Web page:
At one point I asked him... if I can design a house 10% smaller, with all your wish list included, would you be happy? He actually said that question was great, and amicable to it. The idea of designing nicer features, even at a $4M, also came about!

  3. User avater
    Ann Edminster | | #4

    Armando, I've worked with quite a few high-end clients, and what I've always told them is that with a $4M budget, they absolutely CAN have it all (except maybe a SMALL house). In fact, it's ridiculous NOT to nail all the health and high-performance targets, because budget is clearly not a constraint.

    Your conundrum also reminds me that back in the days when I was doing design work, rather than consulting, I used to say that half my job was mediating. Try to suss out who's actually calling the shots -- Mr. Statement, or Ms. Healthy? Watch how they interact when you pose questions, and see what decisions come back the next time you meet with them. Historically, women have held more sway on home design decisions. That may or may not be the case here, but it's certainly worth getting a handle on the couple's dynamics. Also, do they care about the burden of cleaning and maintenance over time? And focus the spending on really high-quality finishes and hardware, and a knock-out landscape design, which telegraph quality far more than fussy details or the 'crumpled paper school of roof design' (a pet peeve of mine). Good luck, my friend!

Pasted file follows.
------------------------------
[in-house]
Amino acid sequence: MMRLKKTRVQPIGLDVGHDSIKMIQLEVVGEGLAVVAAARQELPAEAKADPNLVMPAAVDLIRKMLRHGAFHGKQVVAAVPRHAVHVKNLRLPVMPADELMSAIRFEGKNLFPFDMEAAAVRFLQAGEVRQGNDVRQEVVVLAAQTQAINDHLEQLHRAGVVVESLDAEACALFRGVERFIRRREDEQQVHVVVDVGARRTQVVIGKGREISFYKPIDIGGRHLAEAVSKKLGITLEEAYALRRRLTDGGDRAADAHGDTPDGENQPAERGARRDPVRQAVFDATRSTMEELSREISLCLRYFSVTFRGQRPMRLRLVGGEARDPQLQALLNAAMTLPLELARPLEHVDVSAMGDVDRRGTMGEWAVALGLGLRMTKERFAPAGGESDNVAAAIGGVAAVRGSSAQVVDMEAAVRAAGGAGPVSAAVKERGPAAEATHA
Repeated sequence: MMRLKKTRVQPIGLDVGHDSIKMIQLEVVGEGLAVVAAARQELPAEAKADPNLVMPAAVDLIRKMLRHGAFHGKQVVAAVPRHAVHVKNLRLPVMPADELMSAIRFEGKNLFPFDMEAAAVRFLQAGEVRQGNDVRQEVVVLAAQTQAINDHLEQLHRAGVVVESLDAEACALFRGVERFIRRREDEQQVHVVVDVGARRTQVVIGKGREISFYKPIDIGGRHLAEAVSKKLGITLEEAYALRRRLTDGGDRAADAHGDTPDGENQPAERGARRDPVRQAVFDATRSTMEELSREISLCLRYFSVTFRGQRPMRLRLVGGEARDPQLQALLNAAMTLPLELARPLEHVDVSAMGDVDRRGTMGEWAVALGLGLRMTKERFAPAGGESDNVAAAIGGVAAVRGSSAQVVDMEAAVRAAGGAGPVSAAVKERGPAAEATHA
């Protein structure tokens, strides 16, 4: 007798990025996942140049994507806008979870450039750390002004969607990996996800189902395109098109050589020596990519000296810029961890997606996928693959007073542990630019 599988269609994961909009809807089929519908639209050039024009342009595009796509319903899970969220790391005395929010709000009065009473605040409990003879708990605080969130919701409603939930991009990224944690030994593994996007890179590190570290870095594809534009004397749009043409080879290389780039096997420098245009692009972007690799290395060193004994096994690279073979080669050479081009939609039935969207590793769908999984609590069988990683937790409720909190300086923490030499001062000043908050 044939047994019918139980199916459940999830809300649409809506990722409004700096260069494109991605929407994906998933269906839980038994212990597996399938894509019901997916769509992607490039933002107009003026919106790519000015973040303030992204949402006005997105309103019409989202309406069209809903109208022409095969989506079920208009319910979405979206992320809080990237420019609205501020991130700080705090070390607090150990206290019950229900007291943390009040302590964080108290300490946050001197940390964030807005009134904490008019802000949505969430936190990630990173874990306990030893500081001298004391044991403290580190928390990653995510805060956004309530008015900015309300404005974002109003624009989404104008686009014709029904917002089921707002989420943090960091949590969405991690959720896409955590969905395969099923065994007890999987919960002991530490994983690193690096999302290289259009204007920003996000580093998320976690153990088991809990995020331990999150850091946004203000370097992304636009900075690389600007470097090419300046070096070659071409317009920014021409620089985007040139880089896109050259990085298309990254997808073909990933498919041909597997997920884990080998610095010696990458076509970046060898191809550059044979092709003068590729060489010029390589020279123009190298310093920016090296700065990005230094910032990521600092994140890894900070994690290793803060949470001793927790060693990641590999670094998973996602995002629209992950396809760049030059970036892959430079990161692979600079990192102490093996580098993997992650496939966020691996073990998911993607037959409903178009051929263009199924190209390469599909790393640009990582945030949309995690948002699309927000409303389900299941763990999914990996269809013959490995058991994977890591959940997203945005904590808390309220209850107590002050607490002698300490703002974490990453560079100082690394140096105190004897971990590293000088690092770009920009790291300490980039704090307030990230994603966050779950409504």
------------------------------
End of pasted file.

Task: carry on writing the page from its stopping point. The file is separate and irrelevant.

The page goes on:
4. User avater
    Armando Cobo | | #5

    Ann – Thank you for your guidance. Here, she’s definitely “giving in”, and she admits it. I even (jokingly) suggested to hire a marriage counselor for this job, and she laughed! He’s somewhat willing to give in to her health and energy saving priorities as long as the aesthetics, inside and out, are not compromised, and that includes killer landscape, pool, wine cellar and all the customary items in this bracket.
    I’ve designed a number of very large homes, and most of the requirements are all the same, however, this is the first time I have a client wanting to place so much importance and budget stipulation on aesthetics… and we know that $4M goes a long way in goodies, especially with TX prices vs. CA.

  5. Malcolm Taylor | | #6

    Great start to the series. I really like Pete's blobs - a very intuitive way of understanding how things went at a glance.

    Being honest about how a project will go, and front-loading clients with a dose of reality, goes against the urge we have to sell a design - but it pays dividends. Much better to have those conversations at the beginning, than a disillusioned client further on when the implications are lot more serious.

    The safety argument for eliminating gas stoves should be extended to all combustion appliances. A newly built, code compliant house is remarkably safe. The presence of both flames and what fuels them undermines that - as do the occupants predilection for candles and matches.

    I'm also indebted to Ann for bringing beauty back into the conversation. Those of us with an interest in Green Building have a tendency to use efficiency as our main form-giver. Without considering beauty explicitly, our buildings become much poorer.